Enterprise at Birkbeck

At Birkbeck, there are many ways to get involved with enterprise to suit any level of ability and time commitment.

  • Pioneer

Pioneer is a fantastic way to launch your enterprise journey, and applications for this year’s programme are now open. Birkbeck’s flagship enterprise course is open to Birkbeck students and recent graduates from any discipline who are looking to develop their entrepreneurial skills.

  • Workshops and Events

Birkbeck Futures host events throughout the year focusing on a different aspect of enterprise.

  • Courses in Enterprise

Birkbeck’s School of Business, Economics and Informatics has a strong reputation for research excellence and innovation and offers a range of programmes where students can prepare themselves for the modern workplace.

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Community: The Mother of Invention

This post was contributed by Matthew Jayes, Business Development, Communication and Enterprise Manager in the School of Business, Economics and Informatics

A report into student entrepreneurship compiled by Public and Corporate Economic Consultants (PACEC) identified independence and flexibility of self-employment as the major pull for graduates to seize the opportunity to become their own bosses. But from what or from whom do they gain independence? Does workplace employability restrict flexibility, despite the right to request flexible working?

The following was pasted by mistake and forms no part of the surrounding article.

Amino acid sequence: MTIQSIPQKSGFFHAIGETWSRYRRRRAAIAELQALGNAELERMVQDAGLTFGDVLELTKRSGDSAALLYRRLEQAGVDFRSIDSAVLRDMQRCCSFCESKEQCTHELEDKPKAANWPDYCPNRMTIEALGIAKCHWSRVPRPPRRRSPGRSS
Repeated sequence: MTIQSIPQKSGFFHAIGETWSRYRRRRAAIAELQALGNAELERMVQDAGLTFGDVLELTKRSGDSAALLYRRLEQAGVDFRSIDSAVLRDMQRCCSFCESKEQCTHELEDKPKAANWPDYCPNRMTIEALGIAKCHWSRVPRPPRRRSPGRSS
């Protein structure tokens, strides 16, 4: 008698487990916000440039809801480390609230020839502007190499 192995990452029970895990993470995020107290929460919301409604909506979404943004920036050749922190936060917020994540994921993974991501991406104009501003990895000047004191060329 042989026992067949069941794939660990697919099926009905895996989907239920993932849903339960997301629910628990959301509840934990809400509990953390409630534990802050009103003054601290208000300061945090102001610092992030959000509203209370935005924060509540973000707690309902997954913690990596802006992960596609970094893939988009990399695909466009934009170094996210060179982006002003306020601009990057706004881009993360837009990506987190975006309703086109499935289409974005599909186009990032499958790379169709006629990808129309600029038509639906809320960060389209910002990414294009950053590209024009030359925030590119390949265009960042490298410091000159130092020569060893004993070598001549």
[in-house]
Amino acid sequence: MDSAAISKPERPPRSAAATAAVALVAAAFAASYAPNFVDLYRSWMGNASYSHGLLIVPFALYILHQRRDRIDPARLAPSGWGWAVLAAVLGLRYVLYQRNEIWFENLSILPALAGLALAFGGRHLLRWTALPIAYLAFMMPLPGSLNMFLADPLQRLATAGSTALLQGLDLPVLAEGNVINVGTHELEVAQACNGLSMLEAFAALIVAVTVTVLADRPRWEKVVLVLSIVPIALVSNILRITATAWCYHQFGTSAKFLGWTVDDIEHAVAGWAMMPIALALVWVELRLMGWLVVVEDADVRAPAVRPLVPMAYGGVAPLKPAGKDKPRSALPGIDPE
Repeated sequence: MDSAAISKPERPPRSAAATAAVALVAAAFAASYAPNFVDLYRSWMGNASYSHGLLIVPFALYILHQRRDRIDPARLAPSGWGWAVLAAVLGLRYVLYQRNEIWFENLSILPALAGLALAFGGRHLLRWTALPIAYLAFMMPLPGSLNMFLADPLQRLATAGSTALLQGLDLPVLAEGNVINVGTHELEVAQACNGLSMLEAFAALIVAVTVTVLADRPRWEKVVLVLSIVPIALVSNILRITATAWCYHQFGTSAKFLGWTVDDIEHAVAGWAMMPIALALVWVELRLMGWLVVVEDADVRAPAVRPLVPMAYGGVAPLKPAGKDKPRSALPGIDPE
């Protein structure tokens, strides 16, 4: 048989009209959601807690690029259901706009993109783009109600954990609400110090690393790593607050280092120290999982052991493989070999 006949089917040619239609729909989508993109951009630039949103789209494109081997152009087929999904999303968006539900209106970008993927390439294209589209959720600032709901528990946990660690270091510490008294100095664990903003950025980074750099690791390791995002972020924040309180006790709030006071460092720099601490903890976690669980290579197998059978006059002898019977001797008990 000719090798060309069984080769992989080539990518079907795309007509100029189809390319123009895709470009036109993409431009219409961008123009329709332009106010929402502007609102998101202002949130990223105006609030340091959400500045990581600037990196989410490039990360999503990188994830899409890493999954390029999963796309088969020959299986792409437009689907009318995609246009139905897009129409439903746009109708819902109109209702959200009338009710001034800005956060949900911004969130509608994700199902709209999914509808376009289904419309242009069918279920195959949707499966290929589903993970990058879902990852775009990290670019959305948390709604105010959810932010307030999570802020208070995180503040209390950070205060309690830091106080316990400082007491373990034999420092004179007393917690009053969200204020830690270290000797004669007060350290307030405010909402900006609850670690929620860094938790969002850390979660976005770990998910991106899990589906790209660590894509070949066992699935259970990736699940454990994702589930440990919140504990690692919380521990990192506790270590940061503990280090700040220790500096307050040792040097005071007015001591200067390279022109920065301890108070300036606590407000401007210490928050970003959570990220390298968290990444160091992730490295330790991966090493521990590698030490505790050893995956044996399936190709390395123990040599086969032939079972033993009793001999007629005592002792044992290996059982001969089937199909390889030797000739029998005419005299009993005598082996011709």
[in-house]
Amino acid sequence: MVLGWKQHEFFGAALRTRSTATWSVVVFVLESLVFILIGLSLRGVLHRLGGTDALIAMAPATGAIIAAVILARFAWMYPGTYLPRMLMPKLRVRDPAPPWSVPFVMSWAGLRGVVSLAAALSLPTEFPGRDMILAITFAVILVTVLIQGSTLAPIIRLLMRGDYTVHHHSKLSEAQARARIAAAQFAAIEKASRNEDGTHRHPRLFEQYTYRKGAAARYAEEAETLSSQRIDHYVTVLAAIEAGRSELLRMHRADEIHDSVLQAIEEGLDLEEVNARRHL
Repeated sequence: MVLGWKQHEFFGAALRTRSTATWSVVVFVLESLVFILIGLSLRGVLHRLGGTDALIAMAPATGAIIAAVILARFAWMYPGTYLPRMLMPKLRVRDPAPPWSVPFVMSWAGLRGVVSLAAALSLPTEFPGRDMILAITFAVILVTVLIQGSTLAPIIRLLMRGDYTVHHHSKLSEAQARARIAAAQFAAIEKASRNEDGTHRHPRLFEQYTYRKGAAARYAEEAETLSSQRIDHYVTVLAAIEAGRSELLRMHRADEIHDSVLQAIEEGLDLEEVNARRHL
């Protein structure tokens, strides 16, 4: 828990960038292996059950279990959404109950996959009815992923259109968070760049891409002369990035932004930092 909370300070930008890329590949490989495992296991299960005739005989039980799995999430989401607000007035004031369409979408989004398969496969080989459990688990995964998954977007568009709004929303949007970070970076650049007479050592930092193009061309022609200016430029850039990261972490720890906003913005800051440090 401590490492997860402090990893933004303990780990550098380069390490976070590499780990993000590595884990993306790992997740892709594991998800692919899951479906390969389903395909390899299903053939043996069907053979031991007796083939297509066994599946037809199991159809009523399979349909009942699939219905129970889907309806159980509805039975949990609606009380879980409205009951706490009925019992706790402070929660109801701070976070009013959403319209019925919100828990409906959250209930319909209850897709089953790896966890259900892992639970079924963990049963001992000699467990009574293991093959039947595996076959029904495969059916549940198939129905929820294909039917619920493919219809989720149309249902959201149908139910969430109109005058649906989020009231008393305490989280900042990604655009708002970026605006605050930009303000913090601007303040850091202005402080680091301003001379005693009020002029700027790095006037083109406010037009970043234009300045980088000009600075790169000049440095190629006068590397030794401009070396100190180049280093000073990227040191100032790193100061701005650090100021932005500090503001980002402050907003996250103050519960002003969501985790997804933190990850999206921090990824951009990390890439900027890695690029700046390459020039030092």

Most responsible businesses communicate their impact on their respective environment, stakeholders and employees. How, then, should universities frame the concept of student entrepreneurship? Negatively, as the freedom from external restraint on the individual’s actions; or positively, as the ability of an individual to act upon free will, providing the outcome does not harm others?

enterprise-300pxwIn all likelihood, it remains the role of the university to clearly articulate the known options and help students to navigate their chosen path. For this reason, Birkbeck offers unique support to students interested in developing new ideas (Enterprise), and new businesses (Entrepreneurship), in the form of Enterprise Pathways. Many Birkbeck students have commitments beyond their study, in the form of work, care, societies or volunteering. To accommodate these constraints the pathways on offer allow different students to engage in different ways, from a variety of starting points.